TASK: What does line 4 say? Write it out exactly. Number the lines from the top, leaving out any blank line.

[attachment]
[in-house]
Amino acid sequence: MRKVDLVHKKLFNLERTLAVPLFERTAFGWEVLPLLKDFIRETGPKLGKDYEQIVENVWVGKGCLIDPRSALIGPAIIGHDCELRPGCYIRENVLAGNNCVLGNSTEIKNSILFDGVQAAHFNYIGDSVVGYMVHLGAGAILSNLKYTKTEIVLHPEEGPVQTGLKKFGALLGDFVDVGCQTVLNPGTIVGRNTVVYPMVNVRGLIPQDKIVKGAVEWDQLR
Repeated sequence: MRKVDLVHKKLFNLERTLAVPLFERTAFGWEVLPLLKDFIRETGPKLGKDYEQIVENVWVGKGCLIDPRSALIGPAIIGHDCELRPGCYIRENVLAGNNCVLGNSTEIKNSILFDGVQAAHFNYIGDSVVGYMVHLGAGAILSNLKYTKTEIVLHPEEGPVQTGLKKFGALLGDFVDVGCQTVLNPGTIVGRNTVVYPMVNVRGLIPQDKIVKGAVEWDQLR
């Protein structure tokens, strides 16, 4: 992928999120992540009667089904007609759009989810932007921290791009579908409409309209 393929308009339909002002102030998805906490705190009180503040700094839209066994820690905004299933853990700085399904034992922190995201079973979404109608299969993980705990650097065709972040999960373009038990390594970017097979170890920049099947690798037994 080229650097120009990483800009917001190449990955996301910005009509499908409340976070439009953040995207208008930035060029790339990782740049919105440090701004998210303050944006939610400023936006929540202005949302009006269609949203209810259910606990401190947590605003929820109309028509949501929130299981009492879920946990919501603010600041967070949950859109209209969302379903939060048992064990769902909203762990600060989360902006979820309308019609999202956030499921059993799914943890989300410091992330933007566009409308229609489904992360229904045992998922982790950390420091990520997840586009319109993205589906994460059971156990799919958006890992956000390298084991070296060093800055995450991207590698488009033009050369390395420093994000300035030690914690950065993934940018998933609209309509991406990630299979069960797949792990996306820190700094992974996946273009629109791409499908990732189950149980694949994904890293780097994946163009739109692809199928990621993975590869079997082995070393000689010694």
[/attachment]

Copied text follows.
């Protein structure tokens, strides 16, 4: 992928999120992540009667089904007609759009989810932007921290791009579908409409309209 393929308009339909002002102030998805906490705190009180503040700094839209066994820690905004299933853990700085399904034992922190995201079973979404109608299969993980705990650097065709972040999960373009038990390594970017097979170890920049099947690798037994 080229650097120009990483800009917001190449990955996301910005009509499908409340976070439009953040995207208008930035060029790339990782740049919105440090701004998210303050944006939610400023936006929540202005949302009006269609949203209810259910606990401190947590605003929820109309028509949501929130299981009492879920946990919501603010600041967070949950859109209209969302379903939060048992064990769902909203762990600060989360902006979820309308019609999202956030499921059993799914943890989300410091992330933007566009409308229609489904992360229904045992998922982790950390420091990520997840586009319109993205589906994460059971156990799919958006890992956000390298084991070296060093800055995450991207590698488009033009050369390395420093994000300035030690914690950065993934940018998933609209309509991406990630299979069960797949792990996306820190700094992974996946273009629109791409499908990732189950149980694949994904890293780097994946163009739109692809199928990621993975590869079997082995070393000689010694």